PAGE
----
If you are fortunate, you will be able to find one or two people who will give you assistance. However, this is not necessary. Many people do fine on their own or working with a therapist. You may also be able to find a support group in your community. There are national networks, web sites, and books that can offer additional assistance:

  • TERRAP (Territorial Apprehension) INC., 932 Evelyn Street, Menlo Park, CA 94025 (800-2-PHOBIA) offers a nationwide network for panic disorder and agoraphobia.
  • Anxiety Disorder Association of America, 6000 Executive Blvd., Suite 513, Rockville, MD 20852, (301-231-9350) has a newsletter and can provide information about therapists, research, and self-help groups.
  • Anxiety-Panic Internet Resource is a self-help network dedicated to overcoming and curing overwhelming anxiety:
  • Treat Your Own Panic Disorder reviews self-treatment for panic disorder:
  • General Internet sites and links:,
  • Books: From Panic to Power by Lucinda Bassett (HarperCollins, 1997).


Both antidepressants and anti-anxiety medications are commonly used in the treatment of panic disorder. Antidepressants such as Prozac, Zoloft, and Paxil increase serotonin levels in your brain, which makes problems less likely to happen without preventing them entirely. In mild cases, the herb, Saint-John’s-Wort has been shown to relieve both depression and anxiety. Anti-anxiety medication such as Xanax, Valium, and Ativan may prevent panic attacks and keep you from learning how to refocus or float through reactions. Refocusing and floating actually desensitize anxiety triggers. However, medication can be an important part of treatment when:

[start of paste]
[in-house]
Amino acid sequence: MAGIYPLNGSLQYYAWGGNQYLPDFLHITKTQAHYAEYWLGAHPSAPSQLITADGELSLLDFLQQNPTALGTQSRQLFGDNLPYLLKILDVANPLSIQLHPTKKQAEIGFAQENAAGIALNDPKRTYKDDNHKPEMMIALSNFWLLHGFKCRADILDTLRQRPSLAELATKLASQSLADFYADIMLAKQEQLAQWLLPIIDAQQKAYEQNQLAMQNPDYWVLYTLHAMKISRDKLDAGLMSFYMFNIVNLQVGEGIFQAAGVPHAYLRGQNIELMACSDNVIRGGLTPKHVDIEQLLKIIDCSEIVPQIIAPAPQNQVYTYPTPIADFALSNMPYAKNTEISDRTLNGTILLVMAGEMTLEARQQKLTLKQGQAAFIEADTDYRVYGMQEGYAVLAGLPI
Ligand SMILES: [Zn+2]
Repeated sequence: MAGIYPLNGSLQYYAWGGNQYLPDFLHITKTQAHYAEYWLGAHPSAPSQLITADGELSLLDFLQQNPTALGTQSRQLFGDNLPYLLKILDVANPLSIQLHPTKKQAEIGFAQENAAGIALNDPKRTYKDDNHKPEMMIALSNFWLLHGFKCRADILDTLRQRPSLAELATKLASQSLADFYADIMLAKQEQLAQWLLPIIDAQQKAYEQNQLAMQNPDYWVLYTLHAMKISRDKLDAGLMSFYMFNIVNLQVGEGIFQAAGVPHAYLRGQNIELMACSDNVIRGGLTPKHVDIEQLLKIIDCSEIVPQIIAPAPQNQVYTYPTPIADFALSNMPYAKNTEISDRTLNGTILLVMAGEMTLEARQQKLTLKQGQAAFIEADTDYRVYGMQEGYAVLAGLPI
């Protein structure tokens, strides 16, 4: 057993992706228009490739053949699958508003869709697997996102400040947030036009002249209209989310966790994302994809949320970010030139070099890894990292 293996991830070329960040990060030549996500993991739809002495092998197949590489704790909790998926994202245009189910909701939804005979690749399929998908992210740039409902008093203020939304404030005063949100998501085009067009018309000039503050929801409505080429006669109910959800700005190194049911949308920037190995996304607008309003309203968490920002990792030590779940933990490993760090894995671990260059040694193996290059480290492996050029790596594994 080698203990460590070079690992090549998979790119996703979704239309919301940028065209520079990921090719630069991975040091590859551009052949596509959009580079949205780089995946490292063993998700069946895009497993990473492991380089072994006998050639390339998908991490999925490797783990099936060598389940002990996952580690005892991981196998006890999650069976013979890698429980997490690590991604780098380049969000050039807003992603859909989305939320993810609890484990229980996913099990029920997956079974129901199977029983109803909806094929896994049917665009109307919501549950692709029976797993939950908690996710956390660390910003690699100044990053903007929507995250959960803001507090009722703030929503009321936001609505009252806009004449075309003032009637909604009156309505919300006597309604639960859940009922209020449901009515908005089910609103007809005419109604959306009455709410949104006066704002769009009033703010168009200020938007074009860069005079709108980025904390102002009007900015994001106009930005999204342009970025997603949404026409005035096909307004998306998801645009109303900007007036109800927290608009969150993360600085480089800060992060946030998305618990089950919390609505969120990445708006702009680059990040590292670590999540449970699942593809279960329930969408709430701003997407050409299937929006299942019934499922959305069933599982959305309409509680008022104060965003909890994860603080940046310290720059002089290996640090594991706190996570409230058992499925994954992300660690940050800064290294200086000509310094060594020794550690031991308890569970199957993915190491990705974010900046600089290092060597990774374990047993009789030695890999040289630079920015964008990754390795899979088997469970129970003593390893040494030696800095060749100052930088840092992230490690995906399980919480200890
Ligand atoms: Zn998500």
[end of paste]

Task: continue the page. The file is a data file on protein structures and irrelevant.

• Depression is suggested by indecisiveness, withdrawal, and reduced concentration, energy, interest, and pleasure. Often, this is a physiological condition and with current medications, is more treatable than many other illnesses! An antidepressant may be necessary to “jump-start” your body’s chemistry so you can return to your usual level of functioning.
  • Reassurance is needed that you can take a pill if you are not able to reduce symptoms on your own. Knowing that you can take anti-anxiety medications will ease your mind enough to get through the worst moments of panic. Taking this medication when you are not actually experiencing panic can cause drowsiness. If taken during an episode, anxiety will “absorb” the medication and sleepiness will not occur.


If thoughts of panic or memories of some of your episodes are overwhelming, a therapist can help you reexperience and “work through” your anxiety in the office setting. This can give you the confidence to know that you can diminish anxiety on your own. By exploring your first, worst, and most recent panic attacks with a therapist, you may discover the origin of your problem and make real strides in changing your reactions. Therapists can also identify and treat any depression, obsession, or social phobia that is contributing to your problems.